The death of legendary warrior and controversial politician Ariel Sharon marks the end of an era in Israel.

Sharon, 85, passed away at Sheba Medical Center on Saturday after eight years in a coma.

He was, “first and foremost, a warrior and a commander, among the Jewish People’s greatest generals in the current era and throughout its history,” Prime Minister Benjamin Netanyahu stated.

​“Ariel Sharon’s life is intertwined with Israel’s history, and his presence in its main intersections is recorded in its history books,” said Defense Minister Moshe Ya’alon.

A decorated IDF general and brilliant military strategist, Sharon, among his many military triumphs against both regular armies and terrorist hubs, led an overwhelming victory against Egypt during the Six Day War in 1967. In 1973, Sharon turned a seemingly hopeless situation around and saved the Jewish state from disaster, defeating the Egyptian army in a fascinating breakthrough that astounded military experts the world over and earned him the title “King of Israel.”

Late Israeli political journalist Yeshayahu Ben Porat (as recounted on the website had commented that Sharon “led the military across the [Suez] Canal and occupied a part of Egypt, west of the Canal. If it were up to him he would have continued until Cairo.”

Thus, to many, Sharon’s performance as prime minister, particularly in regard to facilitating Israel’s withdrawal from the Gaza Strip and the expulsion of its 9000 Jewish inhabitants, became a source of confusion, disappointment and abandonment.

To this day, southern Israel is bombarded with missile attacks emanating from Hamas-run Gaza. Many among the evacuated residents of Gush Katif – some who were already in their 50s – have been unable to recover economically.

Former Member of Knesset Tzvi Hendel told Israel National News that while Sharon will be remembered for many great deeds, he “cannot forgive him for what he did to the Jews of Gush Katif.”

Judea and Samaria Council Foreign Envoy and former director Dani Dayan called Sharon “Israel’s greatest warrior since the Maccabees,” the Jerusalem Post reported.

“He saved Israel by his virtuous crossing of the Suez Canal,” Dayan stated. “He established thriving communities across our ancestral homeland, changing its landscape forever. He defeated Palestinian terror, against all odds.”

“Today, I prefer to stop the memories there, and not deal with the terrible mistake known as the Gaza disengagement,” Dayan asserted on his Facebook page.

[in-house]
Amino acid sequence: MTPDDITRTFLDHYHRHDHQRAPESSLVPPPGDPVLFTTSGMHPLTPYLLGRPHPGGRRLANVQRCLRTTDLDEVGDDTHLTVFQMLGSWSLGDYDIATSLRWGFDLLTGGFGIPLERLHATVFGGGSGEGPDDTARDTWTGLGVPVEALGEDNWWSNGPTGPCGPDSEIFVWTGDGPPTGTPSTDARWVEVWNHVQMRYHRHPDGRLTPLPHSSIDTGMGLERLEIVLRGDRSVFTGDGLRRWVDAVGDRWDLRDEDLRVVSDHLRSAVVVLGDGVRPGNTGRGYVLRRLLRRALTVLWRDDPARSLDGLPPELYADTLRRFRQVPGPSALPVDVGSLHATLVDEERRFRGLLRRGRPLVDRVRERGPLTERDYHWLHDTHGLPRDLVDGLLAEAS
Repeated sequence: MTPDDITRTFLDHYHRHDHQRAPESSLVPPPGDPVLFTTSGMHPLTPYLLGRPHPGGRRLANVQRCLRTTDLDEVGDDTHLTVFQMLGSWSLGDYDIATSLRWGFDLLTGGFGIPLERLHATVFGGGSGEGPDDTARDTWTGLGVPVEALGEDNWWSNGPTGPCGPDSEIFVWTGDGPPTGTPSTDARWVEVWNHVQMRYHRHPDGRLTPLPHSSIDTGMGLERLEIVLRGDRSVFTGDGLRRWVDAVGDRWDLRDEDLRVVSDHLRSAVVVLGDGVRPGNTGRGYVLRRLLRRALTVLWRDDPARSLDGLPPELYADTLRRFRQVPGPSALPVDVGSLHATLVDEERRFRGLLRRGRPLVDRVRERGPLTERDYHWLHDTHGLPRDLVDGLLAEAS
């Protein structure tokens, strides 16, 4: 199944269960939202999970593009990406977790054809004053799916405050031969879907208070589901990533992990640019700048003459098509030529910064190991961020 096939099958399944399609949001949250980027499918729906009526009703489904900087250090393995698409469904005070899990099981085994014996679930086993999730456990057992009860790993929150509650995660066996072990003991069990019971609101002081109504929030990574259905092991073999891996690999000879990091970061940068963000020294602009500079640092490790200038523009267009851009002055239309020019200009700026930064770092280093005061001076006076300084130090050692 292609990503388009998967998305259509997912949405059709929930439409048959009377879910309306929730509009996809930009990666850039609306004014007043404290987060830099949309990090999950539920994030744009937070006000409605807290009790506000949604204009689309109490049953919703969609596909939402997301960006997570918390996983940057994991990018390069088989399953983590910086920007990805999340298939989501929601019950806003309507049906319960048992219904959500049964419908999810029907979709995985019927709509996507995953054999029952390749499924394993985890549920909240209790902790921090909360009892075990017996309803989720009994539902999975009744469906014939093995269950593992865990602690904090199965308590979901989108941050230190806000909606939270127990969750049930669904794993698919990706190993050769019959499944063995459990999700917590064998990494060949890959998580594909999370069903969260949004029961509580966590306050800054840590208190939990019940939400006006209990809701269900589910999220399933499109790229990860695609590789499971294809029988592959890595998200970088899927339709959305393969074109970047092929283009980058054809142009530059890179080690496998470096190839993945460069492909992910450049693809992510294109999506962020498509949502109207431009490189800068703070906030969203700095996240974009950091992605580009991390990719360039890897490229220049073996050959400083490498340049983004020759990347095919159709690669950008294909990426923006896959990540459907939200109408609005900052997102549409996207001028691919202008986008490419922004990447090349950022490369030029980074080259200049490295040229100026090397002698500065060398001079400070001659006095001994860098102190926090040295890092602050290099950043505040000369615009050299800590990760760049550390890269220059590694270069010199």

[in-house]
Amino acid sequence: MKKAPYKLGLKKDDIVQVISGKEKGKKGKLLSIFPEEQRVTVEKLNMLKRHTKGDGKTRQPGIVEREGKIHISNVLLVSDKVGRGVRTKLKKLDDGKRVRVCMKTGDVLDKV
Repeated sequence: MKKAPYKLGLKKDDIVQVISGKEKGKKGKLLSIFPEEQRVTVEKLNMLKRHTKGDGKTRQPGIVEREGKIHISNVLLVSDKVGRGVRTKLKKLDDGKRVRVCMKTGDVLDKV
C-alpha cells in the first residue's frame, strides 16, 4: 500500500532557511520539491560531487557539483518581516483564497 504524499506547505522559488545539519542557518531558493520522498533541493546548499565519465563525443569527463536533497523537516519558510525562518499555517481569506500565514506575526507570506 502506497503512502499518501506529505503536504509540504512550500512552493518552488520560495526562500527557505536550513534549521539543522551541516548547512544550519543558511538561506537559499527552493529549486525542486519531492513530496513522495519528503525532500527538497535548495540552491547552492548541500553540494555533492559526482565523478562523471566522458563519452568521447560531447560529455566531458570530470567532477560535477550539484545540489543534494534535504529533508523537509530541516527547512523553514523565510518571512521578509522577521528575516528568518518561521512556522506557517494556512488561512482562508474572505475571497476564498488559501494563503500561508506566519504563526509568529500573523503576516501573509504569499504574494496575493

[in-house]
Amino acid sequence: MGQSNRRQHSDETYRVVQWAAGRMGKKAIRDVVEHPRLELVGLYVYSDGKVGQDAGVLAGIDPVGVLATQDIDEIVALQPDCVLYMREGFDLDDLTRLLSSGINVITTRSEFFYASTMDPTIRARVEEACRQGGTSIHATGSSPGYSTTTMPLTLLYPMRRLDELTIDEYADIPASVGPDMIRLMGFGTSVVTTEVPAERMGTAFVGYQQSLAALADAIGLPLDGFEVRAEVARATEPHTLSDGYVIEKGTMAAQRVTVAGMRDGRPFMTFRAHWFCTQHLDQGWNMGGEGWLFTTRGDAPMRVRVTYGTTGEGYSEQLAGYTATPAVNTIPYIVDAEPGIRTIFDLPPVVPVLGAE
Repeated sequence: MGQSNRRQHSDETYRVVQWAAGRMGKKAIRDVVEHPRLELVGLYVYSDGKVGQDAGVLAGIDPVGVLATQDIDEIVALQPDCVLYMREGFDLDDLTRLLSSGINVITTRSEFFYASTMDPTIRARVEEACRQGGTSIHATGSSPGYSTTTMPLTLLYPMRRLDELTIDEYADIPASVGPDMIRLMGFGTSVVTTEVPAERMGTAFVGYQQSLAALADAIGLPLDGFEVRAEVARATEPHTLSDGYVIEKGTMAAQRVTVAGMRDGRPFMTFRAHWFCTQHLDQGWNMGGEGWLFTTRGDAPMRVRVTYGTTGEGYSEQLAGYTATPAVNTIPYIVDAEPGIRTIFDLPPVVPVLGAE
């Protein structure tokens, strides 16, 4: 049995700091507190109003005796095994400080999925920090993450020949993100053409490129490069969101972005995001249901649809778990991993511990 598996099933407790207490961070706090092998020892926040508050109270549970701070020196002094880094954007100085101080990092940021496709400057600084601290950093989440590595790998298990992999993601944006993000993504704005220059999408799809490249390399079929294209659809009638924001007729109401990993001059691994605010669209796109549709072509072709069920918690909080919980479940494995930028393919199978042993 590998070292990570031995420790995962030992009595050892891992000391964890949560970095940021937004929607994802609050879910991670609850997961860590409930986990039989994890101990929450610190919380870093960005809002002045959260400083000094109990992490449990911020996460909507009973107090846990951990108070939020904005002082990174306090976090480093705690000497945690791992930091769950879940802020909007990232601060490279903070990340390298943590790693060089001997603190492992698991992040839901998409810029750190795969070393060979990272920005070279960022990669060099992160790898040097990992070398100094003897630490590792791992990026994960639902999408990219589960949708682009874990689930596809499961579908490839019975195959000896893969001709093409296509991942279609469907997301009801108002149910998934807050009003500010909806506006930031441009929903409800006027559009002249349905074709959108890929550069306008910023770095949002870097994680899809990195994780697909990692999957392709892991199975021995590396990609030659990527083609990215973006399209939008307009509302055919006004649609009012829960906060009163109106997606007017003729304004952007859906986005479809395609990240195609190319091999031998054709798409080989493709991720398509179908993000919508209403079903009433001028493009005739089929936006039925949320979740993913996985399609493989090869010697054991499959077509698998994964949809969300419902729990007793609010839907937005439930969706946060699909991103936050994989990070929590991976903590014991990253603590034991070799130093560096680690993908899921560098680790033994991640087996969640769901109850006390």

Economy Minister Naftali Bennett, chairman of the Jewish Home party, who has threatened to leave the coalition government if Israel withdraws from Judea and Samaria, wrote on his Facebook page:

“This evening we will remember his great deeds, and we leave the debate about his later decisions for another day.”

Several world leaders seemingly eager for Israel to make concessions to the Palestinian leadership have focused on this chapter in Sharon’s life. UN Secretary General Ban Ki-moon, for example, declared:

“Sharon will be remembered for his political courage and determination to carry through with the painful and historic decision to withdraw Israeli settlers and troops from the Gaza Strip.”

As expressed by Yossi Klein Halevi, a senior fellow at the Shalom Hartman Institute in Jerusalem, and published in The Globe and Mail, a Canadian daily:

“No Israeli leader left behind such a paradoxical legacy as did Ariel Sharon. When Israel expands settlements, it continues the path set by Sharon in the late 1970s and early ‘80s, when, as minister of agriculture in the first Likud government of Menachem Begin, he built dozens of new West Bank communities. Yet as Israel negotiates an agreement with Palestinians that would inevitably involve uprooting settlements, it is likewise faithful to the legacy of Sharon, the only Israeli leader to dismantle settlements – twice, in Sinai in 1982 and then in Gaza in 2005.”

On Monday morning, a state memorial ceremony, attended by dignitaries from around the world, will be held at the Knesset (Israel’s parliament). As noted in Times of Israel, the list “includes senior ministers and top officials from 19 countries, but not a single head of state….

“The countries sending senior government officials to the funeral roughly correspond with a list of Israel’s closest allies on the international stage; no senior officials from the Arab states Israel has diplomatic relations with — Jordan and Egypt — are scheduled to attend.”

Sharon will be interred on Monday at Shikmim Farm in southern Israel, where his second wife Lily is buried. He is survived by two sons.

Author: Atara Beck, Staff Writer, United with Israel
Date: Jan. 12, 2014